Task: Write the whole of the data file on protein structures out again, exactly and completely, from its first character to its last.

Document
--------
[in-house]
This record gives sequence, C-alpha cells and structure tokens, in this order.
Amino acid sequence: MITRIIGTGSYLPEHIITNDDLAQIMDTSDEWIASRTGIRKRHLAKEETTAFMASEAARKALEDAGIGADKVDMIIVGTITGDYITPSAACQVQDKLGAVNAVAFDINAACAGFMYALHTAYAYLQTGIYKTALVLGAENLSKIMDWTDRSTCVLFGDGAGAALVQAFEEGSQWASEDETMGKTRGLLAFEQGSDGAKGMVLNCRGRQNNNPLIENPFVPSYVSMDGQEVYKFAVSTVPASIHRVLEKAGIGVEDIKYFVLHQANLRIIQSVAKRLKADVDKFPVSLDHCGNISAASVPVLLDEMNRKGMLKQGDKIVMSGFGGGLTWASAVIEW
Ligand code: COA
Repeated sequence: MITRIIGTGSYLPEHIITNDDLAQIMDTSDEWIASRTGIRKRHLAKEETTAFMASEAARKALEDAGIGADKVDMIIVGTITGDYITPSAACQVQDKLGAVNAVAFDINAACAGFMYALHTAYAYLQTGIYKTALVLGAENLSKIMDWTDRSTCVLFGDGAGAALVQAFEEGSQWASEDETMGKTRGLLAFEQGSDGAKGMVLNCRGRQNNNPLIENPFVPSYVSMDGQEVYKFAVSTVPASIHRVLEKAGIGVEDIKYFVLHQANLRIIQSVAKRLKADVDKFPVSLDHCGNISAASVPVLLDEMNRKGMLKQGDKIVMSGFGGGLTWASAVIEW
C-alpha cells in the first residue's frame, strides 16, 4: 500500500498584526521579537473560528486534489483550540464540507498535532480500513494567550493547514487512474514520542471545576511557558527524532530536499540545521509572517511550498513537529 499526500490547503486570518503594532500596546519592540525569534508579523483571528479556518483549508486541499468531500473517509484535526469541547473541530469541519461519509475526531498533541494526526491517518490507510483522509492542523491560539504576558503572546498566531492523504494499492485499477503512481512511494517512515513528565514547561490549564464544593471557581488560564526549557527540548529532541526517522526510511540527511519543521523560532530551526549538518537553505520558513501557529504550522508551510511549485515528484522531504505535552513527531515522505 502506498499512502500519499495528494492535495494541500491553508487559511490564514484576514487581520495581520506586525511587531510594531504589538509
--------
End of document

[in-house]
This record gives sequence, C-alpha cells and structure tokens, in this order.
Amino acid sequence: MITRIIGTGSYLPEHIITNDDLAQIMDTSDEWIASRTGIRKRHLAKEETTAFMASEAARKALEDAGIGADKVDMIIVGTITGDYITPSAACQVQDKLGAVNAVAFDINAACAGFMYALHTAYAYLQTGIYKTALVLGAENLSKIMDWTDRSTCVLFGDGAGAALVQAFEEGSQWASEDETMGKTRGLLAFEQGSDGAKGMVLNCRGRQNNNPLIENPFVPSYVSMDGQEVYKFAVSTVPASIHRVLEKAGIGVEDIKYFVLHQANLRIIQSVAKRLKADVDKFPVSLDHCGNISAASVPVLLDEMNRKGMLKQGDKIVMSGFGGGLTWASAVIEW
Ligand code: COA
Repeated sequence: MITRIIGTGSYLPEHIITNDDLAQIMDTSDEWIASRTGIRKRHLAKEETTAFMASEAARKALEDAGIGADKVDMIIVGTITGDYITPSAACQVQDKLGAVNAVAFDINAACAGFMYALHTAYAYLQTGIYKTALVLGAENLSKIMDWTDRSTCVLFGDGAGAALVQAFEEGSQWASEDETMGKTRGLLAFEQGSDGAKGMVLNCRGRQNNNPLIENPFVPSYVSMDGQEVYKFAVSTVPASIHRVLEKAGIGVEDIKYFVLHQANLRIIQSVAKRLKADVDKFPVSLDHCGNISAASVPVLLDEMNRKGMLKQGDKIVMSGFGGGLTWASAVIEW
C-alpha cells in the first residue's frame, strides 16, 4: 500500500498584526521579537473560528486534489483550540464540507498535532480500513494567550493547514487512474514520542471545576511557558527524532530536499540545521509572517511550498513537529 499526500490547503486570518503594532500596546519592540525569534508579523483571528479556518483549508486541499468531500473517509484535526469541547473541530469541519461519509475526531498533541494526526491517518490507510483522509492542523491560539504576558503572546498566531492523504494499492485499477503512481512511494517512515513528565514547561490549564464544593471557581488560564526549557527540548529532541526517522526510511540527511519543521523560532530551526549538518537553505520558513501557529504550522508551510511549485515528484522531504505535552513527531515522505 502506498499512502500519499495528494492535495494541500491553508487559511490564514484576514487581520495581520506586525511587531510594531504589538509